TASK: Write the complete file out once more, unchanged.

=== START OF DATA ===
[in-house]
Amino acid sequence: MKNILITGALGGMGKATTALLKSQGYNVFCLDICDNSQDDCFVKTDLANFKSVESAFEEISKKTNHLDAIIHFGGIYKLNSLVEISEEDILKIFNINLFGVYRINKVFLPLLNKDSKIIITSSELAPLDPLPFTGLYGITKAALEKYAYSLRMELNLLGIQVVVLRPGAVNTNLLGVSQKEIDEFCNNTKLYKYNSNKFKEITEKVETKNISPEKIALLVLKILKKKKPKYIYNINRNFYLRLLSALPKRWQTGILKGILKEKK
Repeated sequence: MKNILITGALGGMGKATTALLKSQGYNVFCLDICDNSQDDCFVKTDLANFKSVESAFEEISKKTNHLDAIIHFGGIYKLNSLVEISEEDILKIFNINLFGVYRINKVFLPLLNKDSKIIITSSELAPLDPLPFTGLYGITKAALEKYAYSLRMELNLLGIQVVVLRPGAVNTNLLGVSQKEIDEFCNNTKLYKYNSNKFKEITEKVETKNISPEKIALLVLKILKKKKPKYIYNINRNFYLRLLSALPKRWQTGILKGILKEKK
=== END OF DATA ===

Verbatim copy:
[in-house]
Amino acid sequence: MKNILITGALGGMGKATTALLKSQGYNVFCLDICDNSQDDCFVKTDLANFKSVESAFEEISKKTNHLDAIIHFGGIYKLNSLVEISEEDILKIFNINLFGVYRINKVFLPLLNKDSKIIITSSELAPLDPLPFTGLYGITKAALEKYAYSLRMELNLLGIQVVVLRPGAVNTNLLGVSQKEIDEFCNNTKLYKYNSNKFKEITEKVETKNISPEKIALLVLKILKKKKPKYIYNINRNFYLRLLSALPKRWQTGILKGILKEKK
Repeated sequence: MKNILITGALGGMGKATTALLKSQGYNVFCLDICDNSQDDCFVKTDLANFKSVESAFEEISKKTNHLDAIIHFGGIYKLNSLVEISEEDILKIFNINLFGVYRINKVFLPLLNKDSKIIITSSELAPLDPLPFTGLYGITKAALEKYAYSLRMELNLLGIQVVVLRPGAVNTNLLGVSQKEIDEFCNNTKLYKYNSNKFKEITEKVETKNISPEKIALLVLKILKKKKPKYIYNINRNFYLRLLSALPKRWQTGILKGILKEKK